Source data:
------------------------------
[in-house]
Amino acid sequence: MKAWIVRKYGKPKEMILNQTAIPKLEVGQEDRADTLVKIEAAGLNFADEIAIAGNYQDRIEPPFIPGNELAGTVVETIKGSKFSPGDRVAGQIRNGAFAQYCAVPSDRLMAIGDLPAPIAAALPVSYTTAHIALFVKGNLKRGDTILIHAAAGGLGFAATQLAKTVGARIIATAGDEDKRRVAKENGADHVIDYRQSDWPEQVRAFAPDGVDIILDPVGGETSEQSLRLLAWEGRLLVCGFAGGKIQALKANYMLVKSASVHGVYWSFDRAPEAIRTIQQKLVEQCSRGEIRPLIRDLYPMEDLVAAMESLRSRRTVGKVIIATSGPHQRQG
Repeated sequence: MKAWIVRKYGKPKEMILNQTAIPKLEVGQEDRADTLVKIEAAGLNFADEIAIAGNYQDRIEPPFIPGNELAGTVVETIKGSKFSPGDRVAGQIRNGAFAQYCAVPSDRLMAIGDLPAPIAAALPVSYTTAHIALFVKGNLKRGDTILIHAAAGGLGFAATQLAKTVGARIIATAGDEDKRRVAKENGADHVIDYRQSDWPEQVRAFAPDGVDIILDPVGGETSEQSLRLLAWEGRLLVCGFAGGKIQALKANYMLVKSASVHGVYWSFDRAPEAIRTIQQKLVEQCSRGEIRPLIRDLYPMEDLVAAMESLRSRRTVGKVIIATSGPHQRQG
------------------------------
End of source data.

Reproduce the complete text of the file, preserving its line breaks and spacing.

[in-house]
Amino acid sequence: MKAWIVRKYGKPKEMILNQTAIPKLEVGQEDRADTLVKIEAAGLNFADEIAIAGNYQDRIEPPFIPGNELAGTVVETIKGSKFSPGDRVAGQIRNGAFAQYCAVPSDRLMAIGDLPAPIAAALPVSYTTAHIALFVKGNLKRGDTILIHAAAGGLGFAATQLAKTVGARIIATAGDEDKRRVAKENGADHVIDYRQSDWPEQVRAFAPDGVDIILDPVGGETSEQSLRLLAWEGRLLVCGFAGGKIQALKANYMLVKSASVHGVYWSFDRAPEAIRTIQQKLVEQCSRGEIRPLIRDLYPMEDLVAAMESLRSRRTVGKVIIATSGPHQRQG
Repeated sequence: MKAWIVRKYGKPKEMILNQTAIPKLEVGQEDRADTLVKIEAAGLNFADEIAIAGNYQDRIEPPFIPGNELAGTVVETIKGSKFSPGDRVAGQIRNGAFAQYCAVPSDRLMAIGDLPAPIAAALPVSYTTAHIALFVKGNLKRGDTILIHAAAGGLGFAATQLAKTVGARIIATAGDEDKRRVAKENGADHVIDYRQSDWPEQVRAFAPDGVDIILDPVGGETSEQSLRLLAWEGRLLVCGFAGGKIQALKANYMLVKSASVHGVYWSFDRAPEAIRTIQQKLVEQCSRGEIRPLIRDLYPMEDLVAAMESLRSRRTVGKVIIATSGPHQRQG